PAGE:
Pack up your troubles in your old kit-bag,

And smile, smile, smile.

 

 

Keep the Home Fires Burning

They were summoned from the hillside,

They were called in from the glen,

And the country found them ready

At the stirring call for men.

Let no tears add to their hardship,

As the soldiers pass along,

And although your heart is breaking,

Make it sing this cheery song:

 

 

Keep the home fires burning,

While your hearts are yearning,

Though your lads are far away

They dream of Home;

 

There’s a silver lining

Through the dark clouds shining,

Turn the dark cloud inside out,

‘Til the boys come home.

 

Overseas there came a pleading,

‘Help a nation in distress!’

And we gave our glorious laddies,

Honour made us do no less.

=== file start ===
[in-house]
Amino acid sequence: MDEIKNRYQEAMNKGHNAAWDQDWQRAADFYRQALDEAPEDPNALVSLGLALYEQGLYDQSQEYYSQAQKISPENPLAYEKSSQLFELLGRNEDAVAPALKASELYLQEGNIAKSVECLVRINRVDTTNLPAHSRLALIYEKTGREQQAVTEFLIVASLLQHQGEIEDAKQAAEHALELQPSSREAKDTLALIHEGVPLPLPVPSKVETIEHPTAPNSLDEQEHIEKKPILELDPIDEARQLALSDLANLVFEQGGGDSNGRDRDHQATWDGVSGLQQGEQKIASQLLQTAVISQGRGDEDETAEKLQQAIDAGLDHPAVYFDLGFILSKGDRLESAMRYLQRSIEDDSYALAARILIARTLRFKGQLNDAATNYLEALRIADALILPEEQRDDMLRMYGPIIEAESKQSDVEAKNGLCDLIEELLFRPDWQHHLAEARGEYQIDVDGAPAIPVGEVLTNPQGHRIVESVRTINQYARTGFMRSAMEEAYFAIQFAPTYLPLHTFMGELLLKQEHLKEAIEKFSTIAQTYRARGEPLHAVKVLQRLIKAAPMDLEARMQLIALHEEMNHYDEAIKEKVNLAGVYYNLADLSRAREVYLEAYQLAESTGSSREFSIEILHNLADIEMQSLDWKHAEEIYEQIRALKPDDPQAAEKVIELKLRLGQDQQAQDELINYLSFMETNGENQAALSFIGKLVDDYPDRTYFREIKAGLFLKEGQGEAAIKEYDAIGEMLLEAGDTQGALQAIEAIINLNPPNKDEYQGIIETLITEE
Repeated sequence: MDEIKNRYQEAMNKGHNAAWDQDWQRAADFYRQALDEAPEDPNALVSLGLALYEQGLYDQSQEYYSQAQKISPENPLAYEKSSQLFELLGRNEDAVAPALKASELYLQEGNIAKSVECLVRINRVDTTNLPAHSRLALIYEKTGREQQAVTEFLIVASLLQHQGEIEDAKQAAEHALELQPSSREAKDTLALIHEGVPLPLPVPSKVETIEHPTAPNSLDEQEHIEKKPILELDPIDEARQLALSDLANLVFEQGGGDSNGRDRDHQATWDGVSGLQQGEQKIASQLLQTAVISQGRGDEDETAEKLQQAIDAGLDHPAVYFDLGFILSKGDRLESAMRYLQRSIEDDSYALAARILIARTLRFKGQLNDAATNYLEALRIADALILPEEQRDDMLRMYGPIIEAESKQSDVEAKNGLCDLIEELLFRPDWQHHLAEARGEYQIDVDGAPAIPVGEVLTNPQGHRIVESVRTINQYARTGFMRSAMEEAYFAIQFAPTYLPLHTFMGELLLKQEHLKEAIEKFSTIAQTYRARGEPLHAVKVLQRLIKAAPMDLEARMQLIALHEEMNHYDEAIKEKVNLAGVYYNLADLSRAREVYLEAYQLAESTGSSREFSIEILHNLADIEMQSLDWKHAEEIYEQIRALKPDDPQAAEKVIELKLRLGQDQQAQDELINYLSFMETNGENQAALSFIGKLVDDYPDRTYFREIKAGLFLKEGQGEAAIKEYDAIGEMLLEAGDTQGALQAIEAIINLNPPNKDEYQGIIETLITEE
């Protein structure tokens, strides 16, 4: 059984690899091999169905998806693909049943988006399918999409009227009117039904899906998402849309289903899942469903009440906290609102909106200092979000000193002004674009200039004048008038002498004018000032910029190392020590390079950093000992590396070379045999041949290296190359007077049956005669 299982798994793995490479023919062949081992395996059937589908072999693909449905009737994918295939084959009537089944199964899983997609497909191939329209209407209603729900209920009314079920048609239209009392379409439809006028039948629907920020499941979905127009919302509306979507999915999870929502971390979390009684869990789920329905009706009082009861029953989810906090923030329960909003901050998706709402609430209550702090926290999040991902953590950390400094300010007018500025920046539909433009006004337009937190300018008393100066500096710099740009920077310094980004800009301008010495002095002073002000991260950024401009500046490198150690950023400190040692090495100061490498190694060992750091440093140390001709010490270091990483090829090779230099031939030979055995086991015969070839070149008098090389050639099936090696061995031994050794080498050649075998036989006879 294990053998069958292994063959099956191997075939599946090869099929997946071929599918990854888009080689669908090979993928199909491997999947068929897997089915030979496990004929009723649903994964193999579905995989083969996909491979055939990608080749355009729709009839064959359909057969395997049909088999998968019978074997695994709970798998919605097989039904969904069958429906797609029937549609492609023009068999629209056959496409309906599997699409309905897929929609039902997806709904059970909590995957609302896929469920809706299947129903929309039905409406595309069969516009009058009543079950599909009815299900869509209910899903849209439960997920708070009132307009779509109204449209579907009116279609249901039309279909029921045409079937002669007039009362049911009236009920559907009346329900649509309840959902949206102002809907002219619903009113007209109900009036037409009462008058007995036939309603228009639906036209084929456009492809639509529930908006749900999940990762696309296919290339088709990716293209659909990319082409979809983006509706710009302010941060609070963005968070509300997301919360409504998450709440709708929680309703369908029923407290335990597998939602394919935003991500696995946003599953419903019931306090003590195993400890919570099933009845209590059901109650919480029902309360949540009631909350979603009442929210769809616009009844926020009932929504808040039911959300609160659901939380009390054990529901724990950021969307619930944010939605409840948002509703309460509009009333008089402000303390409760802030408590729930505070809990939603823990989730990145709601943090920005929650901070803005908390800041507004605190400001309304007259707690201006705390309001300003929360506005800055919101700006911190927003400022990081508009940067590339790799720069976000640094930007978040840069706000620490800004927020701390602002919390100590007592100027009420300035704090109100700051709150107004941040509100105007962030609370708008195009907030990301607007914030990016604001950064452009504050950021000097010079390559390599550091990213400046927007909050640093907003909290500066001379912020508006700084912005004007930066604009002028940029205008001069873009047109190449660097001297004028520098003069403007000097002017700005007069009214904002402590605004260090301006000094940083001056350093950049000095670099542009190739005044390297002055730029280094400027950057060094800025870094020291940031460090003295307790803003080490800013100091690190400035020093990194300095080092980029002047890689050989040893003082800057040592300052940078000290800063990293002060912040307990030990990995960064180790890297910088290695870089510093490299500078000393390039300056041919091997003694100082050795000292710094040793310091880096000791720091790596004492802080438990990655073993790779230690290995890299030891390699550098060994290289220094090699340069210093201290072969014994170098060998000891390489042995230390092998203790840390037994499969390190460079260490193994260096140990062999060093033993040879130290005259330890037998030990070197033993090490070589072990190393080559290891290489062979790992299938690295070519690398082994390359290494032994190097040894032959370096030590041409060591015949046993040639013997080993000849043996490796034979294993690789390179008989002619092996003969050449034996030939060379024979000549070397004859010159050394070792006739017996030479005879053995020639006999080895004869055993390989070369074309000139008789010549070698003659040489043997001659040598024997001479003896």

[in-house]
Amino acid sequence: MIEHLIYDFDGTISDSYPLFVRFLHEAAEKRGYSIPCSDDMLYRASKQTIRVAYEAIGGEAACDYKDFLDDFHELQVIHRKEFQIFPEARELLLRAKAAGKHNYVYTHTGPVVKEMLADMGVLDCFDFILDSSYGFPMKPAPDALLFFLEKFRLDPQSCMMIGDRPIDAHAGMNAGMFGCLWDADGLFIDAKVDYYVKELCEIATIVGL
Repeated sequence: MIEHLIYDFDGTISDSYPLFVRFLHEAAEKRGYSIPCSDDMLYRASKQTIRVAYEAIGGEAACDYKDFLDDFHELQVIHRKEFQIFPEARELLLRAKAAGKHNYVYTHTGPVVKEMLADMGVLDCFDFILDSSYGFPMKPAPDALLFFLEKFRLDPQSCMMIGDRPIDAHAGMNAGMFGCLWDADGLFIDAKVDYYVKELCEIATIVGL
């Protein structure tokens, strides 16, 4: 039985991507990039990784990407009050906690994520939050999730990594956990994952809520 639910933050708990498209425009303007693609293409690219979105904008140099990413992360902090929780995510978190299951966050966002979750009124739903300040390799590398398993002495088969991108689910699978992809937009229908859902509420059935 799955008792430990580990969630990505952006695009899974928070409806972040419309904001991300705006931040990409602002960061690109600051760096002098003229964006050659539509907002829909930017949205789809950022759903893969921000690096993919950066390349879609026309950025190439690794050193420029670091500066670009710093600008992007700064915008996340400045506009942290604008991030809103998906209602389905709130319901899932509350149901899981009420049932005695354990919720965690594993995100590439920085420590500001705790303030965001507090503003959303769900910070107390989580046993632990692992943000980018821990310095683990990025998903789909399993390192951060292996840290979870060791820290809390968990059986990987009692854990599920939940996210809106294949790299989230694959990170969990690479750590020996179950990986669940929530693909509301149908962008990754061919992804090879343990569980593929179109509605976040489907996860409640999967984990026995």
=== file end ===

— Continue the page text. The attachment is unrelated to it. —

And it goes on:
For no gallant Son of freedom

To a foreign yoke shall bend,

And a noble heart must answer

To the sacred call of ‘Friend’.

 

Keep the home fires burning,

While your hearts are yearning,

Though your lads are far away

They dream of Home;

 

There’s a silver lining

Through the dark clouds shining,

Turn the dark cloud inside out,

‘Til the boys come home.

 

Hey Mr Miller

Hey Mister Miller,

What a swing that you bring to the band.

Hey Mister Miller,

What a swing that you bring to the band.

 

With your trombone and your saxophone,

You can hear it all through the land.

With your trombone and your saxophone,

You can hear it all through the land.

 

 

Ba ba ba ba ba ba ba ba da ba da ba

Da ba da ba ba ba

Da ba doo wah!

Ba ba ba ba ba ba ba ba da ba da ba

Da ba da ba ba ba

Da ba doo wah!

White Cliffs of Dover 1942 White Cliffs

There’ll be bluebirds over the white cliffs of Dover
Tomorrow, just you wait and see
There’ll be love and laughter and peace ever after